Joseph F. Urlacher, the Bahá'í delegate for Eastern Washington and Northern Idaho, said the 104th Baha’i National Convention was an exciting experience that left him with a sense of awe and newness.
The main purpose of the gathering, which drew 171 delegates from 48 states, was to elect a new 9-member assembly — an election that happens annually. The assembly members are charged with making administrative decisions for the U.S. Bahá'í community.
It always falls during Ridvan, which is a 12-day festival in the Bahá'í faith, commemorating the commencement of Bahá'u'lláh's prophethood. This year’s gathering was extra special because 2012 marks the 100th anniversary of Abdu’l-Baha to America. Abdu’l Baha was the eldest son of Bahá'u'lláh, the founder of the Bahá'í faith.
Discussion topics, like community development, devotionals and Bahá'í education, were also a key part of the convention, Urlacher said.
“All of these (topics) have one goal, and that is to service mankind,” he said.
At the convention he shared and heard ideas about how to serve the community and practice the Bahá'í faith.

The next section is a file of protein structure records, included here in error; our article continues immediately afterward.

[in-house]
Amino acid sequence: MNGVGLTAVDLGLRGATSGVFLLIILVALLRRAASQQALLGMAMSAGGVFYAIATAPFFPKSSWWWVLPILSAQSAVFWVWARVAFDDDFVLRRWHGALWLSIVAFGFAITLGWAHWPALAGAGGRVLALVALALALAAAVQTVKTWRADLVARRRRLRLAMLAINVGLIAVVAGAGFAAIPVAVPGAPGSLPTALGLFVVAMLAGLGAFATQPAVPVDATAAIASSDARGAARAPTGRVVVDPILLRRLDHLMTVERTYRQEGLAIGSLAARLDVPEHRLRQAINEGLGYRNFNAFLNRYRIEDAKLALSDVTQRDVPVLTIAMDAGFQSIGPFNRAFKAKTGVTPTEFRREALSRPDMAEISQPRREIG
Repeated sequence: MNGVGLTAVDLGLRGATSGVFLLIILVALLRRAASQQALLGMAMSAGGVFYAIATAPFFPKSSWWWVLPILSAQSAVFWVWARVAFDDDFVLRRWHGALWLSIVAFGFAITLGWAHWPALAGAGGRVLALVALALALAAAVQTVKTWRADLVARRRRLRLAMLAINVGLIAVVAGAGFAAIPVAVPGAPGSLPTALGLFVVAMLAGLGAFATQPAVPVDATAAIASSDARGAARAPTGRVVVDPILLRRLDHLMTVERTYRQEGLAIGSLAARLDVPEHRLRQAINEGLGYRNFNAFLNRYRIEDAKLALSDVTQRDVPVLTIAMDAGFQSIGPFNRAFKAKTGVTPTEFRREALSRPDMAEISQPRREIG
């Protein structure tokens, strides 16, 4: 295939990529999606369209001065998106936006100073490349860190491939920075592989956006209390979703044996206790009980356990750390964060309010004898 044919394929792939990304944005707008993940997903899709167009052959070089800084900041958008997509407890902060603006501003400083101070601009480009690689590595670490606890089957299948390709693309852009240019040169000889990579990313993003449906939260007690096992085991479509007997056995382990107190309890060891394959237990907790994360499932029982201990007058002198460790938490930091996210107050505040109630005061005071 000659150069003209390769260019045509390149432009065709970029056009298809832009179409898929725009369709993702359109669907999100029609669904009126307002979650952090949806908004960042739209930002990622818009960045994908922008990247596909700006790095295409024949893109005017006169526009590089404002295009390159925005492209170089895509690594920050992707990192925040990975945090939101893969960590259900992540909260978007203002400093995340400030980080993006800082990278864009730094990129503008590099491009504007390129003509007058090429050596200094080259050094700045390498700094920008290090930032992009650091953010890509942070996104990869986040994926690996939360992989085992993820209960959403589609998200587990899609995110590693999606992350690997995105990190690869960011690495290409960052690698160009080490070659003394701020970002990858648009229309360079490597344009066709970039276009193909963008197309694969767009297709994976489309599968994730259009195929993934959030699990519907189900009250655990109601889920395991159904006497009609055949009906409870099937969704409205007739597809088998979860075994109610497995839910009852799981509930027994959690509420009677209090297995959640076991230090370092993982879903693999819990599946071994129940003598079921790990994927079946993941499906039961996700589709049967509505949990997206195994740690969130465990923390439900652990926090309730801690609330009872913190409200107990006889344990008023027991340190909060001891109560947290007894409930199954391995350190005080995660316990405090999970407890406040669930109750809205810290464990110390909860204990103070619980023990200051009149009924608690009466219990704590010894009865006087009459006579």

“If you look at nature, you have a beehive and the bees go all over to collect sources to bring back to the hive and make honey,” Urlacher said. “That’s a good way to think about this. There are beautiful plants and flowers all over the U.S. that collect wonderful nectar and then bring it all together to make something very sweet, like honey…Believe me, Bahá'ís are like busy bees.”
Between 400 and 500 Bahá'ís live in the Spokane-area cluster and Urlacher will spend the next several months giving convention reports to the communities within the cluster.
Tracy Simmons is an award-winning journalist specializing in religion reporting and digital entrepreneurship. In her approximate 20 years on the religion beat, Simmons has tucked a notepad in her pocket and found some of her favorite stories aboard cargo ships in New Jersey, on a police chase in Albuquerque, in dusty Texas church bell towers, on the streets of New York and in tent cities in Haiti. Simmons has worked as a multimedia journalist for newspapers across New Mexico, Texas, Connecticut and Washington. She is the executive director of SpokaneFāVS.com, a digital journalism start-up covering religion news and commentary in Spokane, Washington. She also writes for The Spokesman-Review and national publications. She is a Scholarly Assistant Professor of Journalism at Washington State University.